Evan refrained from a response at first. His feet slowed, however, until he came to a stop and drew a sharp breath inward. Something about the way he spoke made the hair on the back of Tony’s neck stand on end, and not in a pleasant way. “You knew this was comin’. I didn’t. Thought folk knew to leave well enough alone in this damn pack.”
“Folk don’t know shit.”
“They know about us.” His eyes finally met Tony’s, a gaze fraught with more panic than Tony would’ve cared to see when he looked back at Evan. Stomach twisting in a rapidly-forming knot, his throat turned dry. Evan afforded him no chance to recover. “What’re we gonna do, Tone?”
Hearing the words given unction made the entire scenario real all-of-a-sudden. Tony lifted a foot up to the couch so he could wrap his arms around his leg, but by the time his chin rested on his knee, his spirit had plunged fifty fathoms. Evan frowned, walking closer to where he sat. Tony shrugged, not apt to answer just yet. If he had to be honest with himself, he didn’t know either.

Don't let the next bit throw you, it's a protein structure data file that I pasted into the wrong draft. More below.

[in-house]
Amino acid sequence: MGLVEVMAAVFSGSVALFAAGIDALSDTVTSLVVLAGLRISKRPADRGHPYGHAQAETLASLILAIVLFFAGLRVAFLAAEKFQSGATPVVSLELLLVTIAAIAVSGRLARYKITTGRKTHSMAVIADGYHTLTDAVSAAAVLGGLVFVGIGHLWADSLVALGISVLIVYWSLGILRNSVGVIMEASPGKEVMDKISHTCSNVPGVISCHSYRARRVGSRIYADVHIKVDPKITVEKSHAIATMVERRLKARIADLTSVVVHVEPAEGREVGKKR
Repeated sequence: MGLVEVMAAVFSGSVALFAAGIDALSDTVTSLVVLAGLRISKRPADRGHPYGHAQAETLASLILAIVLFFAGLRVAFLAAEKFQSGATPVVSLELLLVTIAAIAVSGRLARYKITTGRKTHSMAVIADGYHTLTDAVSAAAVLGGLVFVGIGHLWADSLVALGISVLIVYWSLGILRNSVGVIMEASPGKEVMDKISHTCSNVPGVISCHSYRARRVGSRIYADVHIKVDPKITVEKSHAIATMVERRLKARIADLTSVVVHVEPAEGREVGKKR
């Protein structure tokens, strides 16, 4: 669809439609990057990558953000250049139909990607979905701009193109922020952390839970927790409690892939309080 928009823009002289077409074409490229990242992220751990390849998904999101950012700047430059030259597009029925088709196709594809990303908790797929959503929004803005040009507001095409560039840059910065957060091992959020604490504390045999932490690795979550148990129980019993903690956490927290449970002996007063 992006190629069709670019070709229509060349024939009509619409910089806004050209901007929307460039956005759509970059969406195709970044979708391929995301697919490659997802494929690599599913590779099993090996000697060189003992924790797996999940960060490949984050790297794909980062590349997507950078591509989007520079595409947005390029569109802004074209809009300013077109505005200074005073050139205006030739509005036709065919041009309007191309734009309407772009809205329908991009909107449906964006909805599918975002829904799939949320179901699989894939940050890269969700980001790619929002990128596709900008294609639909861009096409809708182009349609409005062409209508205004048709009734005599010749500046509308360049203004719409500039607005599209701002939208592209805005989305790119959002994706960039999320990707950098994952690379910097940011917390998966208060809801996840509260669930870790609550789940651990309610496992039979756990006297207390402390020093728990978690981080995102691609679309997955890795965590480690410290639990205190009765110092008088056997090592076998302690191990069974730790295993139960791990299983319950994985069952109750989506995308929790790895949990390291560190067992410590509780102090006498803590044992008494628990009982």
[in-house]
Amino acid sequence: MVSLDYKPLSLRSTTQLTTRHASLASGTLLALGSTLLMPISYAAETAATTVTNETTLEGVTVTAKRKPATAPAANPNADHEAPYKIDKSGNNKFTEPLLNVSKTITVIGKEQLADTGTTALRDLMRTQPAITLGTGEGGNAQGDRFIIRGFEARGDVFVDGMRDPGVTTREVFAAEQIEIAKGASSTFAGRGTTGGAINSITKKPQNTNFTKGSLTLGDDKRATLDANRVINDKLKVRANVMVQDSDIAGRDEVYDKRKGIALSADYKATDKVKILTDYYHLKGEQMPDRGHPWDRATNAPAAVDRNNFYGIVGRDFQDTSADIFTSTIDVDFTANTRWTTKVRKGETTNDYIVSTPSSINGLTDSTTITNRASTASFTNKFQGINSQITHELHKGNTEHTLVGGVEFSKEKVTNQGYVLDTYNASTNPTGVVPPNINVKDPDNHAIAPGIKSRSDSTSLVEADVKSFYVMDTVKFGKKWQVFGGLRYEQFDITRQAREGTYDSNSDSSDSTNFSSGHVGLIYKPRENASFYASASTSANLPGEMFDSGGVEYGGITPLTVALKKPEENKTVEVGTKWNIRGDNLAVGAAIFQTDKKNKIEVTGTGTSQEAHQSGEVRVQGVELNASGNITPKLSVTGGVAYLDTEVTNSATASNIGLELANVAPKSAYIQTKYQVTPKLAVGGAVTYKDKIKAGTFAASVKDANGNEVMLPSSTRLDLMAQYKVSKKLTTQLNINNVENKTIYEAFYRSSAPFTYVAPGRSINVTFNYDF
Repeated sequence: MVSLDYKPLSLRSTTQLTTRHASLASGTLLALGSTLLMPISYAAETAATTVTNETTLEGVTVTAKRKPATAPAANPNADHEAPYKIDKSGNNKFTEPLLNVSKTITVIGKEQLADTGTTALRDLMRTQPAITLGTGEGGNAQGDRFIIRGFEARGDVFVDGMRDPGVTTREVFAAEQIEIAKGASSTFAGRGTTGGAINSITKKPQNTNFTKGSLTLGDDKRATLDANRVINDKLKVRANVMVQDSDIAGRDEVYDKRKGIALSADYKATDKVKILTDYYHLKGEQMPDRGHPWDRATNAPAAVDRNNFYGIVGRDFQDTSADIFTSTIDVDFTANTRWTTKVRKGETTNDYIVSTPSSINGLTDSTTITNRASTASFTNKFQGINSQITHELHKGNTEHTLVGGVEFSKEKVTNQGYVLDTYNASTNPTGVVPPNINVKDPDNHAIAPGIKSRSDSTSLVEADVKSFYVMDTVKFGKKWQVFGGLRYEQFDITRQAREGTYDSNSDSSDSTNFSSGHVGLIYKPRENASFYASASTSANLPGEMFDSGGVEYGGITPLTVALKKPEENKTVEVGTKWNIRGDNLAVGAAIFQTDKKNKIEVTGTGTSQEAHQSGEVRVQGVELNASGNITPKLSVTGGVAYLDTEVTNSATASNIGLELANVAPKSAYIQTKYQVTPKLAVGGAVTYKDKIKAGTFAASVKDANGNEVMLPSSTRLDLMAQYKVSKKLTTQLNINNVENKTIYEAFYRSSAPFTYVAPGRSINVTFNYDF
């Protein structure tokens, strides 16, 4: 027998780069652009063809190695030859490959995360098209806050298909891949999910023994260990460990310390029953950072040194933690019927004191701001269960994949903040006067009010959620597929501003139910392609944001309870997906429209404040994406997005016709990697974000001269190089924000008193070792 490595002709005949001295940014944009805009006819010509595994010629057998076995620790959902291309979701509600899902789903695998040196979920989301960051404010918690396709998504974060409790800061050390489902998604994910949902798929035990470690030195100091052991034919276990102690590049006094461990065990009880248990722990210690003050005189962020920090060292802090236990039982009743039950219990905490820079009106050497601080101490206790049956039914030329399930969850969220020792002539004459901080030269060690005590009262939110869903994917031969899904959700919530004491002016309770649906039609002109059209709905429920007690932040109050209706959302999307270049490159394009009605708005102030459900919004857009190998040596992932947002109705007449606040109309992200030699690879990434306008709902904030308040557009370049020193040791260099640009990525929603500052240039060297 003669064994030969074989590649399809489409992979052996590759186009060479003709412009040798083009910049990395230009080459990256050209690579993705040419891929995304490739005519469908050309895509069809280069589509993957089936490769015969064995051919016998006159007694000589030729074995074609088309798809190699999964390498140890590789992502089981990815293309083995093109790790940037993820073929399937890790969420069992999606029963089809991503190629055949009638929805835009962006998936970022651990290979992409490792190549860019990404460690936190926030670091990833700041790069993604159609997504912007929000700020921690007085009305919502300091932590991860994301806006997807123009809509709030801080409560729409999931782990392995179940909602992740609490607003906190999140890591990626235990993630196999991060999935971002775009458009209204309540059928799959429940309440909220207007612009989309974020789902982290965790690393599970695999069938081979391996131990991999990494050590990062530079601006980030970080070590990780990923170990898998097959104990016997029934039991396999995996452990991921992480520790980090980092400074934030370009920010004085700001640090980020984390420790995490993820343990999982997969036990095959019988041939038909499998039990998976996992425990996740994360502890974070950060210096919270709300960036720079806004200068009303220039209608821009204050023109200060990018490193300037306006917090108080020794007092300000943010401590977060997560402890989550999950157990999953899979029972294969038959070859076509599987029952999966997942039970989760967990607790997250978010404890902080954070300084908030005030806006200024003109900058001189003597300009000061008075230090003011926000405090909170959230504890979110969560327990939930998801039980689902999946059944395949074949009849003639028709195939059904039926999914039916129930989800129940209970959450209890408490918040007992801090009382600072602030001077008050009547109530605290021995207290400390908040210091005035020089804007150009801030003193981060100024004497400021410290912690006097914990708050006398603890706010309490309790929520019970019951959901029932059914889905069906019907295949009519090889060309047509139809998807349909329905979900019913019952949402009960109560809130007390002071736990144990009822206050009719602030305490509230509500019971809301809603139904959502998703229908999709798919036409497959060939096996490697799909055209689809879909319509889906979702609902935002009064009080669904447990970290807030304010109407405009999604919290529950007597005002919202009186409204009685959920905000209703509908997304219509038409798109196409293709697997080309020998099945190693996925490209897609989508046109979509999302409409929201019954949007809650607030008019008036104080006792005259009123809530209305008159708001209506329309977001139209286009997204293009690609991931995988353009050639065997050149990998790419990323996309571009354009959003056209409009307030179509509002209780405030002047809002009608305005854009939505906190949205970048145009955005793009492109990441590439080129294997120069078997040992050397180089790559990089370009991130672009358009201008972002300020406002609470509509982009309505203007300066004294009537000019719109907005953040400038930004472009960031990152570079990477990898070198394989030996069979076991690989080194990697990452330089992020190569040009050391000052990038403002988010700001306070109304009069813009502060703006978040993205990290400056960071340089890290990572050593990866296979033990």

Tony wished he had stolen the chance to talk to Gran Marlin one final time before she passed away. At the ripe old age of sixteen, when most boys were flirting with the pick of the female litter, he admired his crushes from a distance. It wasn’t that he lacked the courage to ask them out, but more often than not, they didn’t look at him the same way he did them. When you boiled it down to its barest essence, Joplin High School suffered a severe lack of homosexual students.
If the human world was still far behind, the werewolf packs were even worse. The few dates he managed during his formative years were human and among that group, none serious enough for him to take anywhere near his family. Two messy break-ups came on the heels of allegations of distance, but it was the price Tony paid for holding not one secret, but two. None of that changed until Evan came along.